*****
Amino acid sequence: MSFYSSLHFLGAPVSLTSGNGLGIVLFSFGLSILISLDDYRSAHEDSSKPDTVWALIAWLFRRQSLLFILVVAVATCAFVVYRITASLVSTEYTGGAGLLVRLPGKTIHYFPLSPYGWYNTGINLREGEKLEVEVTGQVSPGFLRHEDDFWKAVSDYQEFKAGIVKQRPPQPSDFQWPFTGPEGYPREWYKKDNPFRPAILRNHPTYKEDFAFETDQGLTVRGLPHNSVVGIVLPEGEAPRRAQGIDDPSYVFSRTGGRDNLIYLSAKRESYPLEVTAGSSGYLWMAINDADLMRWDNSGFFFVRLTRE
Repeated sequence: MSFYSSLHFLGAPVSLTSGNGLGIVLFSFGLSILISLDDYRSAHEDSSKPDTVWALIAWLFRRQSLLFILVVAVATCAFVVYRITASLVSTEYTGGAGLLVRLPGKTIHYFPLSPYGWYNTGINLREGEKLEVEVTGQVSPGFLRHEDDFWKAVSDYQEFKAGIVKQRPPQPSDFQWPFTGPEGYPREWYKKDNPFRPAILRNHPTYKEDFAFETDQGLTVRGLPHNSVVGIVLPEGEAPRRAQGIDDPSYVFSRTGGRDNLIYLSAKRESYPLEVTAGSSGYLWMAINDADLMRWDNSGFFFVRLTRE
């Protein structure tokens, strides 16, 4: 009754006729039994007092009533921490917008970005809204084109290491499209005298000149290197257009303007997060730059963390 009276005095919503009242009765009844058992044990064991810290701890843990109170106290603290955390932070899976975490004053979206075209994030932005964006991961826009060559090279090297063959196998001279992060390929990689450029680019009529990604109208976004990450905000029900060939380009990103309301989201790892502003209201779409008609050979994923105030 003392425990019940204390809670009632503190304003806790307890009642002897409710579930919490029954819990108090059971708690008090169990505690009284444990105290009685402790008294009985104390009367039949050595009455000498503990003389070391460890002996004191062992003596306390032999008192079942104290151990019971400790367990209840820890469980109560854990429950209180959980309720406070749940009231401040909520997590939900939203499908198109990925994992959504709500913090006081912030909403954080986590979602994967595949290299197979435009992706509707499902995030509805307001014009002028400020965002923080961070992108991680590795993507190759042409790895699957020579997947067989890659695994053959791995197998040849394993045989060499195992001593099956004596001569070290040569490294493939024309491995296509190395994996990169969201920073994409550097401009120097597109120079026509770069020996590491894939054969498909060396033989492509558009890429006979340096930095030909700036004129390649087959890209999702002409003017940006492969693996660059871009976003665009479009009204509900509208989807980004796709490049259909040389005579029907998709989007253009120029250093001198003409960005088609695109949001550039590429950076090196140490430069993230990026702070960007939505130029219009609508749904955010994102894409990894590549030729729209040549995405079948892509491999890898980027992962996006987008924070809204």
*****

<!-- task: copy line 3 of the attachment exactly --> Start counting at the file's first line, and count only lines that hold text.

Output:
């Protein structure tokens, strides 16, 4: 009754006729039994007092009533921490917008970005809204084109290491499209005298000149290197257009303007997060730059963390 009276005095919503009242009765009844058992044990064991810290701890843990109170106290603290955390932070899976975490004053979206075209994030932005964006991961826009060559090279090297063959196998001279992060390929990689450029680019009529990604109208976004990450905000029900060939380009990103309301989201790892502003209201779409008609050979994923105030 003392425990019940204390809670009632503190304003806790307890009642002897409710579930919490029954819990108090059971708690008090169990505690009284444990105290009685402790008294009985104390009367039949050595009455000498503990003389070391460890002996004191062992003596306390032999008192079942104290151990019971400790367990209840820890469980109560854990429950209180959980309720406070749940009231401040909520997590939900939203499908198109990925994992959504709500913090006081912030909403954080986590979602994967595949290299197979435009992706509707499902995030509805307001014009002028400020965002923080961070992108991680590795993507190759042409790895699957020579997947067989890659695994053959791995197998040849394993045989060499195992001593099956004596001569070290040569490294493939024309491995296509190395994996990169969201920073994409550097401009120097597109120079026509770069020996590491894939054969498909060396033989492509558009890429006979340096930095030909700036004129390649087959890209999702002409003017940006492969693996660059871009976003665009479009009204509900509208989807980004796709490049259909040389005579029907998709989007253009120029250093001198003409960005088609695109949001550039590429950076090196140490430069993230990026702070960007939505130029219009609508749904955010994102894409990894590549030729729209040549995405079948892509491999890898980027992962996006987008924070809204």